While there weren’t rides, concessions or crowds at the event, the Douglas County Fair & Rodeo still took place in Castle Rock with a focus on agriculture, livestock and rodeo.
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While there weren’t rides, concessions or crowds at the event, the Douglas County Fair & Rodeo still took place over the weekend in Castle Rock with a focus on agriculture, livestock and rodeo.
Douglas and Elbert county kids from 4-H and Future Farmers of America presented their animals in the junior livestock sale Friday, July 31.
At the sale, excited buyers bid competitively on everything from cows and chickens to rabbits and pigs. The grand champion for market beef, a 1,200-pound steer, sold for $18,000.
James Mullins, 12, who brought the steer to market, said he was shocked and excited when he found out he won first place.
“Every day I wash him twice a day, I brush him and then put him in the cooler,” he said about the process.
Charli Surry, 9, also participated in the sale with her pig, named Jelly Belly Bean. This was her first year competing with a pig.
“I wanted to try it out because it sounded fun and just interesting,” she said.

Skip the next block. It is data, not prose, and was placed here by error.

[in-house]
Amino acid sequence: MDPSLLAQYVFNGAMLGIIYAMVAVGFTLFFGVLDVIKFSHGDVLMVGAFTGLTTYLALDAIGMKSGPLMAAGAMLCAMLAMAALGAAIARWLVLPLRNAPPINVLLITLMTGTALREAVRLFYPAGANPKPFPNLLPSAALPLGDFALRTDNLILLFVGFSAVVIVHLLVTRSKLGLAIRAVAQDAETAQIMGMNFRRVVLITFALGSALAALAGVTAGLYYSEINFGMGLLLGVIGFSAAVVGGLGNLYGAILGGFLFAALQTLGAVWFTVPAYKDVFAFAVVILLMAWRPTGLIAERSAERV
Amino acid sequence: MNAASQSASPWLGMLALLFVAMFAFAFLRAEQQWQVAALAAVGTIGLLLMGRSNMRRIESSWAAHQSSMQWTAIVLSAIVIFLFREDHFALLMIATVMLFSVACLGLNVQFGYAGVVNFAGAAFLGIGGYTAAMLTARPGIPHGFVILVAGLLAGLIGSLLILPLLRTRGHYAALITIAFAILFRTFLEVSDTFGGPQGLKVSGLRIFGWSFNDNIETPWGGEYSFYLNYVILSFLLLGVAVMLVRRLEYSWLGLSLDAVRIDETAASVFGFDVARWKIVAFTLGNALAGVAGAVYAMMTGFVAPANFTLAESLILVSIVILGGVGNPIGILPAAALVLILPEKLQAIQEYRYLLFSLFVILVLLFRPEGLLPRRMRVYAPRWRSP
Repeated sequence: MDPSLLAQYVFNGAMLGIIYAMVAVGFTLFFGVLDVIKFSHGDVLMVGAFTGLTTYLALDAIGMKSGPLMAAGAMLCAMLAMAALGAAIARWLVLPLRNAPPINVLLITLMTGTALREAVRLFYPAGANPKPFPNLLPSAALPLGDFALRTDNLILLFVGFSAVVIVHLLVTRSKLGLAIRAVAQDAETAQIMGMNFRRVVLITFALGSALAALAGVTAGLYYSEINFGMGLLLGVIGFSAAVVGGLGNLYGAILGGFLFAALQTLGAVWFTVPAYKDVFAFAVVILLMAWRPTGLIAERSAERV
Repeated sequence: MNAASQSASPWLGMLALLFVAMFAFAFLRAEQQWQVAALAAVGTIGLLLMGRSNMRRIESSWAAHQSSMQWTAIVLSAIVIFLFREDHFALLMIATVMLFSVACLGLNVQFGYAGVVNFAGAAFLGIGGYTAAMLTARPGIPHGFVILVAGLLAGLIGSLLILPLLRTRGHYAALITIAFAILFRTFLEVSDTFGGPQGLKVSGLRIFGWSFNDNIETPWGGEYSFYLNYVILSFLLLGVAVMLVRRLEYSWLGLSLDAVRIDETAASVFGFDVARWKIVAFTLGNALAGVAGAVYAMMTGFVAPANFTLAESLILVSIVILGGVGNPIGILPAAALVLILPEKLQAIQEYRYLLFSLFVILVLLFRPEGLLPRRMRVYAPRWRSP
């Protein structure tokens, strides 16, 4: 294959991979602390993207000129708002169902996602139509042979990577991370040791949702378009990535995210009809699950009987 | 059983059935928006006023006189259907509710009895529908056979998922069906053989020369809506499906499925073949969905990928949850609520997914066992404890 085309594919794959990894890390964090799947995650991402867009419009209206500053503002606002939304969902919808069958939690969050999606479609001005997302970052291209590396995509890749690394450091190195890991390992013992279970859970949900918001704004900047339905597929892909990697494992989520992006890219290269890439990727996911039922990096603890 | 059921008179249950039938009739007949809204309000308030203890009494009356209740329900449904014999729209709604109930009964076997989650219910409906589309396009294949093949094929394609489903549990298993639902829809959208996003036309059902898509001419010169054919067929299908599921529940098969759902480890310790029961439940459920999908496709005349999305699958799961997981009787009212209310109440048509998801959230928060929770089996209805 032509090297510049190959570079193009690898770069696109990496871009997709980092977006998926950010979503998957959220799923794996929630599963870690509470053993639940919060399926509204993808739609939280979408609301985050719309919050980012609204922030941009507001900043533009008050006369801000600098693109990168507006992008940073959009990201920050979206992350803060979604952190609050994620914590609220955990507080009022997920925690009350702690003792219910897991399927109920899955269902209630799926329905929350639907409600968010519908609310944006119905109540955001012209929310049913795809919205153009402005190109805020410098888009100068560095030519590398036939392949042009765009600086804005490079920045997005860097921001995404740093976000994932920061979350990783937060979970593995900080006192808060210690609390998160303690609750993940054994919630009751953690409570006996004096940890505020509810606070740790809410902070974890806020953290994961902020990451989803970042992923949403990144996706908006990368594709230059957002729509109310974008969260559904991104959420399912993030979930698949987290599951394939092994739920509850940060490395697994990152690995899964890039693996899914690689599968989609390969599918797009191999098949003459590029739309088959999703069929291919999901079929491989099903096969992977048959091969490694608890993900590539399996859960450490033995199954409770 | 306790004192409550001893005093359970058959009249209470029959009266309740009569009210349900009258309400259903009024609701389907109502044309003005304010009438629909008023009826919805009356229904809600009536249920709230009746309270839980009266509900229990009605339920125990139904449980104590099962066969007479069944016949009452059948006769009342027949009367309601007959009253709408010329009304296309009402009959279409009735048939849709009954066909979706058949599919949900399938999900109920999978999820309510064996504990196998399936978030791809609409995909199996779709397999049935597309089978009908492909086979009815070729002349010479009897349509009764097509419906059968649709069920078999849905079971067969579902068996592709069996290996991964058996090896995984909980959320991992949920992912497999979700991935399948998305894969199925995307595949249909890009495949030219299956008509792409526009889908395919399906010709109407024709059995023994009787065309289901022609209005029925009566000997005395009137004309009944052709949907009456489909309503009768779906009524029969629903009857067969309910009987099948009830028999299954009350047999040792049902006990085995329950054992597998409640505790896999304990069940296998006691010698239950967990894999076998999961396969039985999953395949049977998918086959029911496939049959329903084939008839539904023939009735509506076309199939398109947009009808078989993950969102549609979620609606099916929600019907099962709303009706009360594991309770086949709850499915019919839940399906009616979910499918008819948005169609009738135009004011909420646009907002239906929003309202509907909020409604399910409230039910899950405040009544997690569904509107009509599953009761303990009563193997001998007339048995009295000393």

Her dad, Jeff Surry, said he got his kids into the program because it teaches them responsibility.
“If they do earn some money from selling one of their animals, (they learn) how they take that money and then apply it to buying something the next year... We also make them put it into savings for school,” he said.
The audience for the sale was limited and buyers were asked to wear masks and socially distance during the event. Buyers were also allowed to participate online.
Instead of taking place in the fairgrounds pavilion, the event was held in the larger indoor arena to accommodate for COVID-19-related restrictions.
Over the weekend, the county also hosted two Professional Rodeo Cowboys Association shows and an Xtreme Bulls show.
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